Wednesday, October 21, 2015

It's all about the Bass

A single musical voice, the most simple of concepts. A single voice can carry the weight of the world, lull a child to sleep, pierce the soul. There is something about one musical voice that draws us inward, transports us to a different place, a different era, a different level of existence. Composers who choose to write for one voice have their work cut out for them. In my lifetime I have heard the most subliminal and the most banal sounds from this genre.

I was talking to a friend recently and we discussed Bach’s solo violin music. I realized that it had been a long time since I had heard any of the 6 solo sonatas and partitas. This was an error that I quickly remedied, finding an excellent and complete recording by the baroque violinist John Holloway. Deciding on a single recording of the violin sonatas and partitas can be a daunting task, as there is a wealth of treasures within the Bach recording scene. I prefer Bach on baroque strings and baroque mentality, so that cuts through the clatter a little bit and makes the choice slightly less daunting. I am happy with my choice, it is an interesting, introspective recording. Do not listen to this recording if you prefer the overdoness and excessive vibrato that some modern players prescribe to when playing Bach, you will not find this style here. 

In writing for solo violin, Bach likely drew inspiration from several composers. Westhof, Biber, and later Vilsmar and Pisendel all wrote significant pieces of work for solo violin around the time Bach was composing his music. Recently I rediscovered Biber’s (the original Biber, not the current pop star) solo passacaglia ca. 1676, definitely worth several listens. Solo music was not regulated to violin alone, many other baroque composers wrote solo music for other instruments, including Telemann.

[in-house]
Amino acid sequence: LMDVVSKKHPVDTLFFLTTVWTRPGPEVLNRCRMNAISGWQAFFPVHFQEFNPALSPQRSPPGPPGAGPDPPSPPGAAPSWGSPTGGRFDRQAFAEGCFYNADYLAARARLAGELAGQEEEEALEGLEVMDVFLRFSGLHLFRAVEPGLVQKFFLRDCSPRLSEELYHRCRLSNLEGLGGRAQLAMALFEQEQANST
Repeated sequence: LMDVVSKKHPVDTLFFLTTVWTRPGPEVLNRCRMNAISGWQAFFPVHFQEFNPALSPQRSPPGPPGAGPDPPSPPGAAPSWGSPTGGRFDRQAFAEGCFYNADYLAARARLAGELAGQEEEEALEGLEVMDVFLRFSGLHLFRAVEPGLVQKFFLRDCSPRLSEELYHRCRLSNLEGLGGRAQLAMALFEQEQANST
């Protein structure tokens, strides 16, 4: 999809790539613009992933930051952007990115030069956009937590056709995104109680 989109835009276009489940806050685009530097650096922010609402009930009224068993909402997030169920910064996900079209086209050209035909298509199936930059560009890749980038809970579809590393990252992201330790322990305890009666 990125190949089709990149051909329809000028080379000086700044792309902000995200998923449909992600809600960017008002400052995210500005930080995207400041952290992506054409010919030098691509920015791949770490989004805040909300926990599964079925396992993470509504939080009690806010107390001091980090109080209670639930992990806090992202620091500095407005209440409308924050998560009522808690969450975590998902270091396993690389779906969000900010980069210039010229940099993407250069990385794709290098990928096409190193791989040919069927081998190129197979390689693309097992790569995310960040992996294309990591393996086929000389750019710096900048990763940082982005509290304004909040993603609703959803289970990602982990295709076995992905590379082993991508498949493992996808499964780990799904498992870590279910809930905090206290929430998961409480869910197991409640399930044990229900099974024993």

When I was a freshman at Indiana University, one of the first things my teacher and I worked on were the Telemann fantasies for solo flute. This work was on modern bassoon, but that did not stop my amazing teacher, Kim Walker, from giving me what I consider my first baroque lessons. Part of my work was to separate the bass line from the solo line. This work was not only interesting musically, but also intellectually. This work also laid a wonderful foundation for my later work in baroque music.

If one wants to study a piece of baroque music, whether you have an old or new instrument in hand, one must always begin with the base line. Whether it is a solo piece, or there is accompaniment, the bass is always the place to begin, even when the bass line is not a bass line. The play between solo and bass is where the magic happens. Composers during this era spent countless hours working out exercises between these two voices, the best composers displaying the greatest ability to think creatively between these two pillars, and usually the most work. The next time a piece of music by one of the great Dead White European Males (of the powered wig variety) shows up on your music stand, make sure you have all the parts in front of you, start taking note, and then you can begin to truly appreciate the masters.

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